Vanishing Act

Are some subjects being squeezed out of the curriculum?

It’s the summer term and while for many school children that means sports day, school trips and summer performances, for those in the midst of the GCSEs and A-levels it means revision, exams and taking the first step towards their careers. But what if those career options are more limited than might have been hoped? Funding cuts across the educational landscape currently means school budgets are tight and a range of surveys and reports are revealing worrying consequences, including subjects being dropped from school curriculums as a result.

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According to study by the Guardian Teachers Network with one in 10 (9%) respondents reported that either art, music or drama is no longer offered at their school while about 20% said that one or more of these subjects has been given reduced timetable space.

In the Liverpool City Region, while schools are working hard to manage the funding cuts, the budgetary pressures are being felt hard.

“At Rainford High we have worked very hard to run an effective business model working to ensure best value and opportunity for all our students,” says Ian Young, principal, Rainford High Technology College. “We strive to maintain high quality staff and invest in staff so they make a difference to the lives of young people.”

Ian says the funding cuts are “challenging”, although so far the school has not had to cut any subjects.

“All schools need to have a business approach to learning and this means all areas have to be effective in delivering great outcomes for students,” he says. “We have managed to protect our Curriculum and student opportunities by working hard to maximise staffing and managing our budget at all times.

“However school budgets are increasingly challenging and if we want a world class education for our children it needs investing in. Team GB’s success at recent Olympic Games illustrate the need for investment and the returns it can deliver when focused in the right way.”

Indeed, despite Team GB’s success at London 2012 and the government’s commitment to funding school sport following the Games, the Youth Sport Trust’s National PE, School Sport and Physical Activity Survey Report just three years later revealed the average number of minutes of PE offered to children in England had dropped well below two hours per week.

Stephen Brierley, principal at St Margaret’s CofE Academy says headteachers are having to make tough decisions about subjects in order to make best use of the reduced funding schools are receiving.

“Sometimes, as leaders, headteachers have to make difficult decisions,” he says. “We don’t always get them right. We rarely enjoy making them. But every day, they have to be made: it’s part of the job. And one of the most difficult decisions we have to make every year is which courses run at Key Stage 4, and which run at Key Stage 5.”

Stephen says decisions are being made that maybe, a few years ago, would have been different,

“Let me give you a scenario,” he says. “You have a very keen Art teacher, who wants to run Photography GCSE. She advertises it in the Year 9 Options booklet. And at the end of the Year 9 Options process, a total of 11 young people would like to do the course.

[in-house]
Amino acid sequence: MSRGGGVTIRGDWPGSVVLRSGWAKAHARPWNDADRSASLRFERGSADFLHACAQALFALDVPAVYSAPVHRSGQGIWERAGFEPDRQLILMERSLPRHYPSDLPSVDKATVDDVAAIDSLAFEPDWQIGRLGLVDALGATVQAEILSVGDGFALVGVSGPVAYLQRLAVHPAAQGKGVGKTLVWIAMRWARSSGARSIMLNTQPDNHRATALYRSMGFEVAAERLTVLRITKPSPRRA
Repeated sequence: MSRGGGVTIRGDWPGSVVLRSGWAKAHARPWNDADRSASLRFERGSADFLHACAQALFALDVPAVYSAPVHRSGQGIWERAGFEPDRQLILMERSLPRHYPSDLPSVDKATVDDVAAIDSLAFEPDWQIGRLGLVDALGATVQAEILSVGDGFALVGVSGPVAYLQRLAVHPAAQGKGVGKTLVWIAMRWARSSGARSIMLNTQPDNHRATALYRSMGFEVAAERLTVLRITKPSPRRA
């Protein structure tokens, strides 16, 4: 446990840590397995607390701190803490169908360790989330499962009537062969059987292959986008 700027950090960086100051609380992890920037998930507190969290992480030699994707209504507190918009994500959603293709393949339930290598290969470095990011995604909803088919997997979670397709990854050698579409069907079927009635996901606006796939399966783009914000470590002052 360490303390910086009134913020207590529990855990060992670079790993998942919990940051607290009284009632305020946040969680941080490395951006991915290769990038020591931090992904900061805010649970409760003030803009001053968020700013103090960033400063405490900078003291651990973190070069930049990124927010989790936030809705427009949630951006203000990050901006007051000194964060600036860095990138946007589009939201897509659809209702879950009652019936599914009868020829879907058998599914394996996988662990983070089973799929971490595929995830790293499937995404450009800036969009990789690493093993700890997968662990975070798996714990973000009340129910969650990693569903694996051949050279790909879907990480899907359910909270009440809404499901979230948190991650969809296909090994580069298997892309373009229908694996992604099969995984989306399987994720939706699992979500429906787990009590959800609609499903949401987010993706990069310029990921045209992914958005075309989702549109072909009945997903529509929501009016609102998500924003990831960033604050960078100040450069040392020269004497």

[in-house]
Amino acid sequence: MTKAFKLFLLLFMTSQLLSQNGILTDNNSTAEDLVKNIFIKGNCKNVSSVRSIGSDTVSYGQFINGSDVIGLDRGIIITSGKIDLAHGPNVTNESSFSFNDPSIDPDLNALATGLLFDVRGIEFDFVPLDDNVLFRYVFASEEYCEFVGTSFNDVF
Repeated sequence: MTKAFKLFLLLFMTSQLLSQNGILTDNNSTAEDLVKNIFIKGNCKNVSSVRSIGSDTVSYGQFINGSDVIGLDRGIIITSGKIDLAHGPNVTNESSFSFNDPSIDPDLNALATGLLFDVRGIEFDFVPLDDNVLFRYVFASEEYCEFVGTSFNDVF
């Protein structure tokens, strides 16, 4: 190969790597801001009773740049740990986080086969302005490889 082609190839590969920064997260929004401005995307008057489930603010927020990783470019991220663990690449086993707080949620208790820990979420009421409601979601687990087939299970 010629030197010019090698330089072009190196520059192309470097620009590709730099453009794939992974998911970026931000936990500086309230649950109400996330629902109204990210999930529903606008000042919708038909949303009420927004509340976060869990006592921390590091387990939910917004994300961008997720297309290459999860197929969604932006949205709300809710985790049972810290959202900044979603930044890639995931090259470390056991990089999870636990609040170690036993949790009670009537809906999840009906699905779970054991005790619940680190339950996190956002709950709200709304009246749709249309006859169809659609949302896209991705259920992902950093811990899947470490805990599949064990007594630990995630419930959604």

“Now, if you run the course, you’ll probably need to give the part-timer who works in Art a few more hours teaching to make sure everyone gets the right amount of Art on their timetables. That will probably cost around £5,000 per year. And you’ll have to fork out for some new equipment and textbooks too – maybe another £5,000. The total cost might be around £10,000 this year, and £5,000 next year (as the course is a two-year GCSE course).

“Or you could cancel the course. That will result in 11 rather upset young people. But it won’t cost as much. I suppose that a few years ago, many headteachers would have chosen to run the course. After all, the course might gain in popularity once it’s established; and the pupils who do well in Photography GCSE might be more likely to stay on into the Sixth Form to do Photography A-level. But nowadays, that £15,000-over-two-years price tag looks a little expensive for just 11 pupils; maybe many headteachers would cut it.”

The decision is all the more difficult, says Stephen, for post-16 courses.

“If you don’t run French A-level (with four students) those four might well choose to go to another school where French is running – so you lose all the money you’d otherwise get for those four,” he explains.

Languages are actually one of the areas seeing the most cuts. A report by the Association of School and College Leaders found at GCSE level, the course most commonly cut was design and technology (44%), followed by performing arts courses (26%), music (18%), German (18%) and art and design options (16%).

At A level, design and technology was hit hard again as the course most likely be cut (41%), with music by 39% and German by 37%.

“Probably most years, most headteachers will ‘axe’ a small number of courses because of low numbers: I’ve certainly had to do that myself,” says Stephen. “And there’s little doubt that the funding shortages mean we’re more likely to axe courses in future. For parents who are concerned about that, my advice would be to think very carefully before moving somewhere else just to access a course that isn’t available at your current school. Many teenagers are fairly fickle about what they want to do, and uprooting and starting again elsewhere will almost certainly result in some ‘lost time’ as your son or daughter gets to know a new establishment, and the teachers there get to know her or him.”

While students and parents need to consider their options in light of cuts to some subjects, schools and, certainly, higher education institutions are doing the same.